Ministers in Maseratis: A New Reality Show About L.A. Preachers Living Large
Courtesy of Oxygen Media Left: Deitrick Haddon, the disgraced gospel star trying to make a comeback. Center: Bishop Noel Jones, the megachurch leader with a taste for cars. Right: Clarence McClendon, the guy who thinks God wants you to be rich.
Bishop Noel Jones doesn't consider himself a rich man. His Porsche is only a 1980, he says. His first Mercedes cost him $186 a month. His Ferrari was a steal because the German mark was weak against the dollar.
But Jones is different from you and me, as F. Scott Fitzgerald would say. At one point during an interview with L.A. Weekly, a member of his security detail rushes out to where we are sitting, on a windy stone terrace at the Sunset Tower Hotel in West Hollywood, to pull a fleece Miami Heat cap down onto Jones' bald head for him. Jones barely flinches. He's friends with Stevie Wonder, Chris Tucker and The Game. His sister is supermodel and singer Grace Jones. He currently is dating the actress LisaRaye McCoy, who appears on VH1's Single Ladies; in the past, he has been romantically linked to X Factor contestant Stacy Francis and Real Housewives of Atlanta alum NeNe Leakes.
Oh, and he runs one of the biggest mega-churches in Los Angeles.
At 63, Jones is perhaps the most prominent of the six local men of God featured on the new reality series Preachers of L.A., which premieres tonight on Oxygen. The 17,000 members of Jones' church, the City of Refuge in Gardena, flock to free Sunday services at 8 a.m. and again at 11, besotted and invigorated by the rhythmic, scripture-light exhortations delivered in his precise Jamaican accent.
Other clergymen on the show include the former gang member Ron Gibson, of Riverside's Life Church of God in Christ; the tattooed former drug addict and professional skateboarder Jay Haizlip, of Huntington Beach's Sanctuary Church; and the flashy gospel singer Deitrick Haddon, who left his Detroit church in disgrace last year after fathering a child during an adulterous affair.
The brainchild of Haddon's manager, Holly Carter, and boy-wonder producer Lemuel Plummer (BET's Vindicated and The Sheards), whose father owns several religious TV stations in Detroit, Preachers of L.A. hopes to capitalize on the loyal and reliable Christian market that helped Mel Gibson's The Passion of the Christ gross over $600 million.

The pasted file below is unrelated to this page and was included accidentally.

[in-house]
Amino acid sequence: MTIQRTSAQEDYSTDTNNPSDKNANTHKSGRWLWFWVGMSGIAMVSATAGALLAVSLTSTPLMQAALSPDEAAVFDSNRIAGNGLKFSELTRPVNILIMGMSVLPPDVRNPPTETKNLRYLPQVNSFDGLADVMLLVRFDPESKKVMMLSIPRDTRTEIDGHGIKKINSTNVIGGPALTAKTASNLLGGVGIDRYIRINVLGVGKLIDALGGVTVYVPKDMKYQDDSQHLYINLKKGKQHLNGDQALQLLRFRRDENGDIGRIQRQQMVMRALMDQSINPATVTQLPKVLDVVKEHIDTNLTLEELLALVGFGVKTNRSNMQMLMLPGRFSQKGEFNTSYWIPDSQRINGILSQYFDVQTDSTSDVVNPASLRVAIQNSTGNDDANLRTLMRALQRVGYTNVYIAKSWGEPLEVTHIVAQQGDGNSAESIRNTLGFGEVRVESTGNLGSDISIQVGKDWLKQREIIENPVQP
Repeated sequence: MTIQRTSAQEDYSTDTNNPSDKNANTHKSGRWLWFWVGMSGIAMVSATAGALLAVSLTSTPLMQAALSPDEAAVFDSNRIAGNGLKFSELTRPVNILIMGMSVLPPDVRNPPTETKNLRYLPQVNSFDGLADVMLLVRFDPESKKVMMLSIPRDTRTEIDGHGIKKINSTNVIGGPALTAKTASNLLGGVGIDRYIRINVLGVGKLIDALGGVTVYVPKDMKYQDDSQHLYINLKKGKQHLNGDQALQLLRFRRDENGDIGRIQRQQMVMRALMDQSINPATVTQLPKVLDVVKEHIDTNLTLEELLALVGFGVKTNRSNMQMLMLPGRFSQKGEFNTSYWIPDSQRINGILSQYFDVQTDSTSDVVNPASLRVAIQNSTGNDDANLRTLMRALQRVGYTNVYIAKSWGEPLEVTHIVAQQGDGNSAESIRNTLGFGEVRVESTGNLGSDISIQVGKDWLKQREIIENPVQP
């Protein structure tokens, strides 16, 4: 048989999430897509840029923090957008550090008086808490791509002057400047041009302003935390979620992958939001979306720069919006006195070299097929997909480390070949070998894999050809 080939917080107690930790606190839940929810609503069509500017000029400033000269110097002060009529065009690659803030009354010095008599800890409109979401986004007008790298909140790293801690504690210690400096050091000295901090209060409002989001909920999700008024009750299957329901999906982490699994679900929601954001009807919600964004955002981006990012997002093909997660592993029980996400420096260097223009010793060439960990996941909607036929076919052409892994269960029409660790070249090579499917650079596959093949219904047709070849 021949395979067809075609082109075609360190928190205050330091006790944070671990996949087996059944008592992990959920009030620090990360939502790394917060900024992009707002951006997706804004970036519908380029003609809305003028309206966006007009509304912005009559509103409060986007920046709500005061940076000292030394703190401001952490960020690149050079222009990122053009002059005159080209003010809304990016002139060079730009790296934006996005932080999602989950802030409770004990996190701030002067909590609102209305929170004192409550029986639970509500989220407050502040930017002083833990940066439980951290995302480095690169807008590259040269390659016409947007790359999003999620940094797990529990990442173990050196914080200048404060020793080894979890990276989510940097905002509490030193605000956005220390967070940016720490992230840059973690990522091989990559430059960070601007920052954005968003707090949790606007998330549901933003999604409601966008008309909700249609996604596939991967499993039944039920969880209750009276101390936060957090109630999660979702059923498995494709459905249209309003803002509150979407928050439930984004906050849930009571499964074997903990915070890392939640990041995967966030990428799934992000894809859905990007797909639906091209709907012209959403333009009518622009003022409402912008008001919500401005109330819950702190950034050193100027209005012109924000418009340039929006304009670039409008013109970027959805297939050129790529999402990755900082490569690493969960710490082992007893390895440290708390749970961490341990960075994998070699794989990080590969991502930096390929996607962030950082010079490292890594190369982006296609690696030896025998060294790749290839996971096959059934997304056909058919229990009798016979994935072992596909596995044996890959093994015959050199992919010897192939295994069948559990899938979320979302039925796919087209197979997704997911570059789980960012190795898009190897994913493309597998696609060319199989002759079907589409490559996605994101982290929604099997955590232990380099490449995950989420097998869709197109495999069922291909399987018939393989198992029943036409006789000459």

"There were a lot of offers on this show. A lot," says Jonathan Rodgers, Plummer's mentor and a retired network executive. "The most appealing demographic right now is African American females. Everybody seems to be chasing it, [because] they watch a lot of TV. Enough to be the swing vote."
Producers Carter and Plummer want to show America that men of the cloth are just like us -- bickering, stressed, imperfect. But when the show's trailer appeared earlier this year, with Real Housewives-style shots of mansions, golf courses and Bentleys interspersed with clips of prayer and proselytizing, Christians everywhere were appalled. Blasphemy! they cried. Apostasy!
YouTube/PreachersofLA Ron Gibson, a minister who's a former gang member
"These dudes is an embarrassment to God's Kingdom," Angel Marcano commented on YouTube. "All I see is a bunch of business vampires sucking the money out of dopes," Makost0rM added.
Most of the cast members appear to be quite wealthy, yes, but only the dapper Clarence McClendon preaches what is called the prosperity gospel, a peculiarly American strain of Christianity popular among mega-church leaders and televangelists (McClendon is both) who believe God rewards faith and shows favor with money.
Or, you know, get the church to buy you one. Most of Jones' money comes from his involvement in The Urban Group, which manages over 40 real estate projects in five states and has off-shoots in brokerage, private equity, consulting, media, security, executive leadership seminars, online dating (faithmate.com) and a seemingly defunct company selling mobile solar generators.
A few years back, however, the City of Refuge -- Jones' church -- gave Jones a Maserati Quattroporte, which costs about $127,000. With all the other prized vehicles in his collection, he rarely drove it, so after a year he sold the car and gave the money back. His congregation probably never even knew their hard-earned tithes and offerings had helped pay for a fancy toy for their pastor, because Jones tones down the luxe on the Lord's day.
"I go to church as humble as they get," he says. "I'm the only one [on Preachers of L.A.] who does not drive his Ferrari to church."
Up Next: Where did that $127,000 come from?